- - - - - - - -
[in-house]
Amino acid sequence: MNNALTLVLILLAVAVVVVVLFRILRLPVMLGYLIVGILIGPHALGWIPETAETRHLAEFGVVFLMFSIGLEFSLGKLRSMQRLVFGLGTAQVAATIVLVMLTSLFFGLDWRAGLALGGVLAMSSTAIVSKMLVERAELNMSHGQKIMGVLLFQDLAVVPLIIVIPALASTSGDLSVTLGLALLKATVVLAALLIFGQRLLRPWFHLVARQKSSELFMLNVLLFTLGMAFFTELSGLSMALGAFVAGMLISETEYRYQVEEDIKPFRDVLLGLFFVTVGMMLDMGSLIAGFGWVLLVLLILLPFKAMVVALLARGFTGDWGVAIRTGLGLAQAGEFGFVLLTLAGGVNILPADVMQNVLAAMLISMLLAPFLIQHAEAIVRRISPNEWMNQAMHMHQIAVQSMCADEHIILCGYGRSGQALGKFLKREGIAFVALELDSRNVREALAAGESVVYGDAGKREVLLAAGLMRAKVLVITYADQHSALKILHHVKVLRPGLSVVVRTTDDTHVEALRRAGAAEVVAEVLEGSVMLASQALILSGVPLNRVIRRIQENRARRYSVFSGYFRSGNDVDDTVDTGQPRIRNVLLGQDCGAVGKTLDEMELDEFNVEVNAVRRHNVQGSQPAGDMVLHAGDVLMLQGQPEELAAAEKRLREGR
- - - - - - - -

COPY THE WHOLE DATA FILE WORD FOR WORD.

[in-house]
Amino acid sequence: MNNALTLVLILLAVAVVVVVLFRILRLPVMLGYLIVGILIGPHALGWIPETAETRHLAEFGVVFLMFSIGLEFSLGKLRSMQRLVFGLGTAQVAATIVLVMLTSLFFGLDWRAGLALGGVLAMSSTAIVSKMLVERAELNMSHGQKIMGVLLFQDLAVVPLIIVIPALASTSGDLSVTLGLALLKATVVLAALLIFGQRLLRPWFHLVARQKSSELFMLNVLLFTLGMAFFTELSGLSMALGAFVAGMLISETEYRYQVEEDIKPFRDVLLGLFFVTVGMMLDMGSLIAGFGWVLLVLLILLPFKAMVVALLARGFTGDWGVAIRTGLGLAQAGEFGFVLLTLAGGVNILPADVMQNVLAAMLISMLLAPFLIQHAEAIVRRISPNEWMNQAMHMHQIAVQSMCADEHIILCGYGRSGQALGKFLKREGIAFVALELDSRNVREALAAGESVVYGDAGKREVLLAAGLMRAKVLVITYADQHSALKILHHVKVLRPGLSVVVRTTDDTHVEALRRAGAAEVVAEVLEGSVMLASQALILSGVPLNRVIRRIQENRARRYSVFSGYFRSGNDVDDTVDTGQPRIRNVLLGQDCGAVGKTLDEMELDEFNVEVNAVRRHNVQGSQPAGDMVLHAGDVLMLQGQPEELAAAEKRLREGR